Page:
As the Cleveland Cavaliers cruised through the Eastern Conference playoffs, it was hard to imagine any other result. Of course, the team with LeBron James, Kyrie Irving (even in his diminished state) and a bunch of athletic and skilled role players was going to dominate the Chicago Bulls' stagnant offense, and the Atlanta Hawks' undersized front line.
Five months ago, however, things were looking dire in Cleveland. Forget a run at the NBA Finals. Did Cleveland even have enough to get out of the first round? The Cavaliers were 19-16 on Jan. 5, and fifth in the East. David Blatt's job was in peril and the Irving/James/Kevin Love Big 3 wasn't clicking.
That was the day general manager David Griffin saved the season with two moves. First, Dion Waiters was sent to the Oklahoma City Thunder in a three-team deal that landed J.R. Smith and Iman Shumpert. Two days later, Griffin gave up two first-round picks for Denver Nuggets center Timofey Mozgov.
The trades were panned at the time as desperation moves made by an overwhelmed executive. Many believed the Cavaliers gave up far too much for those three players. In hindsight, they are the reason the Cavaliers are playing for an NBA title.
The Cavaliers ranked 19th in the league in three-point percentage before the trade. The starting shooting guard at the time, Mike Miller, was shooting a decent but unspectacular 36.4 percent from outside, while Waiters was connecting on just a shade over 25 percent of his attempts. This despite 43.5 percent of the team's threes coming with no defender within four feet.
Three-point shooting was a huge problem for Cleveland because the role players were not making the defense pay for leaving them open and helping on the stars. That changed when J.R. Smith arrived.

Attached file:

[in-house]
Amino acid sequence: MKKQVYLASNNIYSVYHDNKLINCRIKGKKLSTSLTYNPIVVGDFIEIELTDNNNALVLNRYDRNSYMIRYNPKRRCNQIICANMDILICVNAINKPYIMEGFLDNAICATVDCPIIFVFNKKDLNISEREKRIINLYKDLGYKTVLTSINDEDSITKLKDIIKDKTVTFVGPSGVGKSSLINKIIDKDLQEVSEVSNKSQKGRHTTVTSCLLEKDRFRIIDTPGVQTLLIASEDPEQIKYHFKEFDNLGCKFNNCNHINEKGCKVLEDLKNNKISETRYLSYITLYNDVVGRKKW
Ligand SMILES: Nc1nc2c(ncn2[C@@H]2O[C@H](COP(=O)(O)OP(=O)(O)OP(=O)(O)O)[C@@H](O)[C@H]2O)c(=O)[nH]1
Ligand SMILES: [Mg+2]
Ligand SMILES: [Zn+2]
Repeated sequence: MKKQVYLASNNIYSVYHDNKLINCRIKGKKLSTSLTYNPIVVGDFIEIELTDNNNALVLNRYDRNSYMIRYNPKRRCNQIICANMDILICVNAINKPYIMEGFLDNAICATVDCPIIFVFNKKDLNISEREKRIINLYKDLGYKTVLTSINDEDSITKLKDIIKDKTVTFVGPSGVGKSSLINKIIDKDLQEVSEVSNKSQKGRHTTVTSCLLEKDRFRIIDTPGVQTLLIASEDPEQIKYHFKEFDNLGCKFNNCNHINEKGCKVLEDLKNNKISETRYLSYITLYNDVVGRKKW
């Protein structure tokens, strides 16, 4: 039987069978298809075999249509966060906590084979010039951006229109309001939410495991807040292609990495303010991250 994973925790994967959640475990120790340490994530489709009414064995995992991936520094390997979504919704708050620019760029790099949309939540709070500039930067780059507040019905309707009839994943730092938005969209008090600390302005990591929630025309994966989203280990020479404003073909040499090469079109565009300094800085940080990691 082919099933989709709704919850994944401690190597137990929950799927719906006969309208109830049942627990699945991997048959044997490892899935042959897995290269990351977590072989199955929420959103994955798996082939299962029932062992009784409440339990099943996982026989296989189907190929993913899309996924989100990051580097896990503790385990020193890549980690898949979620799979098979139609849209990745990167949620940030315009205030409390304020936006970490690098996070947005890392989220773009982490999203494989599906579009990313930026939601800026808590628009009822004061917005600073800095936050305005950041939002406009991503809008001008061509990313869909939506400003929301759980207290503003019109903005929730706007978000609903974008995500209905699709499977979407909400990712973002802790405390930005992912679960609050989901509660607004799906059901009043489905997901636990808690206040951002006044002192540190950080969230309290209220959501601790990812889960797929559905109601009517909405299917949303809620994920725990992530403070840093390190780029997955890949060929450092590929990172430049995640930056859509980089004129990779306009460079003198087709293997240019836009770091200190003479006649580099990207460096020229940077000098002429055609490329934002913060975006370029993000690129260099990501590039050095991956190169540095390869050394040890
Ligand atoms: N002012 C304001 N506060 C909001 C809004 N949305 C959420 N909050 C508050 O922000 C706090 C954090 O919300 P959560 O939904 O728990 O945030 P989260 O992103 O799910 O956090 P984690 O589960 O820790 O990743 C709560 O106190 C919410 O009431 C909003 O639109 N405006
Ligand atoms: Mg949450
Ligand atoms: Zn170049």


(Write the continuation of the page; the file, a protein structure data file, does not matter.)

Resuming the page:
Smith shot 39 percent on seven three-point attempts per game as a Cavalier during the regular season. When the defender was six feet away or further, Smith shot 48 percent. That's almost 15 percentage points better than Waiters and eight percent better than Miller. You just can't leave him open.
During the playoffs, Smith is shooting over 39 percent while taking even more threes per minute. He's embraced his new role as long range bomber and gave the Cavaliers exactly the type of wing player they needed to take defensive pressure away from the stars. His hot shooting saved the Cavaliers in two must-win games: Game 4 against the Bulls and Game 2 at Atlanta.
If Smith gets hot, the Golden State Warriors simply can't leave him open. That means even more space for LeBron to do his thing.
Shumpert was hurt when he was traded and took a while to get settled. Once he did, Cleveland found its ace perimeter defender.
Shawn Marion was brought in to be the perimeter stopper that could relieve James from the burden of chasing elite talent around night in and night out, but he proved to be far too old for the job. Shumpert is not far too old. The former Knick boasted the only sub 100 defensive rating on the team since the trade and also acts as a credible offensive threat, something Marion can't do anymore.